Module Signatures Confussion

As part of general security tips for Linux I had thought I had understood that normally most modules were downloaded with signatures and that sometimes it was wise to check the ones that weren’t ‘signed’?

My understanding was that some like NVIDIA and othe more propriety modules were normal to not have signatures. The output command I found and thought I had understood what it was doing seems to output rather a lot of familiar looking packages to do with system things ip_tables, ext4 etc and v4l2loopback for the virtual OBS camera; but there seems to me to be a rather a lot of them. So either I somehow have the command wrong or perhaps I have missunderstood which packages are ‘normal’ to not have signatures or something? I’m sure there’s proberly some better vocabulary somewhere or something more that I’m only beginning to understand possibly?

Any clarrifications/help would be muchly appreciated.

for mod in $(lsmod | tail -n +2 | cut -d' ' -f1); do modinfo ${mod} | grep -q "signature" || echo; echo "no signature for module: ${mod}"

no signature for module: ip6t_REJECT, nf_reject_ipv6, xt_hl, ip6t_rt, nf_log_ipv4, nf_log_common, ipt_REJECT, nf_reject_ipv4, xt_LOG, xt_recent, xt_limit, ip6table_filter, ip6_tables, nf_conntrack_netbios_ns, nf_conntrack_broadcast, nf_nat_ftp, nf_conntrack_ftp, rndis_host, cdc_ether, usbnet, mii, xt_nat, xt_tcpudp, veth, udp_diag, tcp_diag, inet_diag, xt_conntrack, xt_MASQUERADE, nf_conntrack_netlink, xfrm_user, xfrm_algo, xt_addrtype, iptable_filter, iptable_nat, nf_nat, nf_conntrack, nf_defrag_ipv6, nf_defrag_ipv4, br_netfilter, bridge, stp, llc, overlay, hid_logitech_hidpp, joydev, input_leds, mousedev, hid_logitech_dj, uas, usb_storage, cfg80211, nfnetlink, rfkill, snd_usb_audio, uvcvideo, snd_usbmidi_lib, videobuf2_vmalloc, videobuf2_memops, snd_rawmidi, videobuf2_v4l2, videobuf2_common, snd_seq_device, hid_generic, usbhid, squashfs, hid, nls_iso8859_1, nls_cp437, vfat, fat, loop, ucsi_ccg, typec_ucsi, btrfs, typec, edac_mce_amd, nvidia_drm, snd_hda_codec_realtek, nvidia_modeset, kvm_amd, snd_hda_codec_generic, blake2b_generic, xor, wmi_bmof, ledtrig_audio, drm_kms_helper, kvm, snd_hda_codec_hdmi, cec, snd_hda_intel, rc_core, snd_intel_dspcfg, snd_hda_codec, irqbypass, drm, snd_hda_core, crct10dif_pclmul, crc32_pclmul, snd_hwdep, ghash_clmulni_intel, snd_pcm, agpgart, aesni_intel, syscopyarea, snd_timer, raid6_pq, sysfillrect, crypto_simd, ccp, cryptd, snd, glue_helper, nvidia, sp5100_tco, libcrc32c, rapl, sysimgblt, pcspkr, k10temp, r8168, rng_core, fb_sys_fops, i2c_nvidia_gpu, soundcore, i2c_piix4, wmi, acpi_cpufreq, evdev, mac_hid, gpio_amdpt, pinctrl_amd, v4l2loopback, videodev, mc, sg, fuse, crypto_user, ip_tables, x_tables, ext4, crc32c_generic, crc16, mbcache, jbd2, crc32c_intel, xhci_pci, xhci_hcd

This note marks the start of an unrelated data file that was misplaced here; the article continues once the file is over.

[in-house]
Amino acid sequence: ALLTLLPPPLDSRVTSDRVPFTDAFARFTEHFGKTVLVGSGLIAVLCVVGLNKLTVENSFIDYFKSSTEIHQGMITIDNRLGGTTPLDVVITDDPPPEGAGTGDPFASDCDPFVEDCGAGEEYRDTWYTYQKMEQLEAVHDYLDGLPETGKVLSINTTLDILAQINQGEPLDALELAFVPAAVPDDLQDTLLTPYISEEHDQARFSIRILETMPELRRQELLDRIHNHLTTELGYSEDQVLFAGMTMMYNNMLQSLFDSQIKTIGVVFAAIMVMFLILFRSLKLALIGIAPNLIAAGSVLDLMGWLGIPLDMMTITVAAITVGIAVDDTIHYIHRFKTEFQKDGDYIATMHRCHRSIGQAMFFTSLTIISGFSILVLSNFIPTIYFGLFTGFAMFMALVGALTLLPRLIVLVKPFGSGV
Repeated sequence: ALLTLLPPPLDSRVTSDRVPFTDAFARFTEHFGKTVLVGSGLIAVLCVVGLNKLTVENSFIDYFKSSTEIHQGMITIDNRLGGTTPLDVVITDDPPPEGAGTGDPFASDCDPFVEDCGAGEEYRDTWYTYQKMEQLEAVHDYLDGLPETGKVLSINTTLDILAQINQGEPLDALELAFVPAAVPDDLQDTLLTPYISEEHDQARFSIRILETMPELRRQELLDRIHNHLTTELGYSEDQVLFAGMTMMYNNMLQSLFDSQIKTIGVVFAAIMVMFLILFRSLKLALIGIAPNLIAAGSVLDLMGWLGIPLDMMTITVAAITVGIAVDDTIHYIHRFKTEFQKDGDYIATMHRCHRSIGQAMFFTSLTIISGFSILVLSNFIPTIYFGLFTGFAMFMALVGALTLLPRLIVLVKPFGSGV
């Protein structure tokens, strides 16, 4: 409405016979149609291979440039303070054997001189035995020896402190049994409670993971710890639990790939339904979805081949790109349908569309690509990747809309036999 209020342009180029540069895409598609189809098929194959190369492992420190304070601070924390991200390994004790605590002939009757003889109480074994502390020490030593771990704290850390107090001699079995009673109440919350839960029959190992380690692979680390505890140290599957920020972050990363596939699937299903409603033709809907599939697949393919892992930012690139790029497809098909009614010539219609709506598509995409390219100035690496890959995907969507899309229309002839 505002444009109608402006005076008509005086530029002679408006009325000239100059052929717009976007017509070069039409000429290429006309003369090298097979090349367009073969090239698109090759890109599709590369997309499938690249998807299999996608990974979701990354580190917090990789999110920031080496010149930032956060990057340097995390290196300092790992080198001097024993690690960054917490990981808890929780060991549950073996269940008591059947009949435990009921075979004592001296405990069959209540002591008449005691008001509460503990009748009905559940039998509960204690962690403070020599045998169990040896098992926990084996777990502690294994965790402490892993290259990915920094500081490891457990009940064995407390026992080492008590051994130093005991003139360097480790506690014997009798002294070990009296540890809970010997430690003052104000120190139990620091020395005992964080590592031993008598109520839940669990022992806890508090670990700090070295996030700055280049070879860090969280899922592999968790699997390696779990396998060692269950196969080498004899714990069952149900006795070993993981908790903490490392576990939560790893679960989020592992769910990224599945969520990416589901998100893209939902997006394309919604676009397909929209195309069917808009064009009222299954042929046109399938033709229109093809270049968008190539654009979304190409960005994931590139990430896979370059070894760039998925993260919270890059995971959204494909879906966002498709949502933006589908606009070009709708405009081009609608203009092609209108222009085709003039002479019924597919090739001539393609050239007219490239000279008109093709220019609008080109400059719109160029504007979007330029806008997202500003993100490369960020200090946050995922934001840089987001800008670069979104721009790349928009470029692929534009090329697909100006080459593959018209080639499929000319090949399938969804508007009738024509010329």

The packages those modules belong to are/is the kernel itself - which is already signed as a whole.
The kernel modules are not downloaded separately.
They belong to and are part of the kernel package.

Ah okay. That’s good and makes sense. Is there any way of not outputting kernal modules alongside ‘unsigned’ moduels?

I have no idea what you mean.
you seem to go from the assumption that there are “unsigned modules” and “signed modules”
AFAIK that is just that: an assumption

Yeah, I was trying to understand it but I don’t think I understand why UnsignedKernelModules might be bad?

Referencing the script from CT I think there was ‘;’ in my code causing the problem ‘…|| echo; echo…’

Now it’s back to just outputing these:

A “UnsignedKernelModule” is not bad or insecure. It just means it has no signature. Since no distribution Kernel enforces a signature, it does not matter in any way. By default all mainline Kernel modules, that are build with the Kernel, are singed by an autogenerated key.

But sine the private key is lost all third party Kernel modules or modules build with dkms are not singed.

Interesting is it only, if you build your own kernel and use your own key. To improve security, you can use a setting that allow only singed modules to be loaded. And the public key needs to be part of the Kernels keyring. A Key can only added at Kernel build time. So no attacker can load own modules or can trick you in loading a malicious module.

Something I wrote on the old forum on this topic.